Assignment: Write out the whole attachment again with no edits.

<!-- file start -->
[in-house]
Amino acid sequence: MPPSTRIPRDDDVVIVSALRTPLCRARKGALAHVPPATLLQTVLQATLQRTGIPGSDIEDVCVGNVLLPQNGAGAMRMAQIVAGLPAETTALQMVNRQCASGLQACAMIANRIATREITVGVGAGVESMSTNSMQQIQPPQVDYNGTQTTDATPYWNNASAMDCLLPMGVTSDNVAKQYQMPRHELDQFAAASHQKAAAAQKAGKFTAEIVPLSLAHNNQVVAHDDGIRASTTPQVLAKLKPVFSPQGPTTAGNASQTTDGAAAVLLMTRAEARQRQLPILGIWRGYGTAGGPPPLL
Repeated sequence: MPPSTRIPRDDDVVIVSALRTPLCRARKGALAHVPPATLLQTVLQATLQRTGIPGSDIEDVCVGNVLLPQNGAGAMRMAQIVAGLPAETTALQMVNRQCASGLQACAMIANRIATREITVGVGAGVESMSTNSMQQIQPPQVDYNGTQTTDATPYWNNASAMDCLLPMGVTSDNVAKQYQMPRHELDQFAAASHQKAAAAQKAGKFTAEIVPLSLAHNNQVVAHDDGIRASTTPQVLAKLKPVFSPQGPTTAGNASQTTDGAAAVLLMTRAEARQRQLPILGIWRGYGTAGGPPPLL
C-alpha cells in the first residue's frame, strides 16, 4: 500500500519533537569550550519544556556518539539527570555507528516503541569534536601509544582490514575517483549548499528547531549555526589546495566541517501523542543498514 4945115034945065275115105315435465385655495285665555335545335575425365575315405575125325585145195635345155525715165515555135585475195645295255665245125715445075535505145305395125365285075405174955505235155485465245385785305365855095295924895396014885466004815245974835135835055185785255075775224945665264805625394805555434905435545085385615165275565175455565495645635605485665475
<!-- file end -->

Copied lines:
[in-house]
Amino acid sequence: MPPSTRIPRDDDVVIVSALRTPLCRARKGALAHVPPATLLQTVLQATLQRTGIPGSDIEDVCVGNVLLPQNGAGAMRMAQIVAGLPAETTALQMVNRQCASGLQACAMIANRIATREITVGVGAGVESMSTNSMQQIQPPQVDYNGTQTTDATPYWNNASAMDCLLPMGVTSDNVAKQYQMPRHELDQFAAASHQKAAAAQKAGKFTAEIVPLSLAHNNQVVAHDDGIRASTTPQVLAKLKPVFSPQGPTTAGNASQTTDGAAAVLLMTRAEARQRQLPILGIWRGYGTAGGPPPLL
Repeated sequence: MPPSTRIPRDDDVVIVSALRTPLCRARKGALAHVPPATLLQTVLQATLQRTGIPGSDIEDVCVGNVLLPQNGAGAMRMAQIVAGLPAETTALQMVNRQCASGLQACAMIANRIATREITVGVGAGVESMSTNSMQQIQPPQVDYNGTQTTDATPYWNNASAMDCLLPMGVTSDNVAKQYQMPRHELDQFAAASHQKAAAAQKAGKFTAEIVPLSLAHNNQVVAHDDGIRASTTPQVLAKLKPVFSPQGPTTAGNASQTTDGAAAVLLMTRAEARQRQLPILGIWRGYGTAGGPPPLL
C-alpha cells in the first residue's frame, strides 16, 4: 500500500519533537569550550519544556556518539539527570555507528516503541569534536601509544582490514575517483549548499528547531549555526589546495566541517501523542543498514 4945115034945065275115105315435465385655495285665555335545335575425365575315405575125325585145195635345155525715165515555135585475195645295255665245125715445075535505145305395125365285075405174955505235155485465245385785305365855095295924895396014885466004815245974835135835055185785255075775224945665264805625394805555434905435545085385615165275565175455565495645635605485665475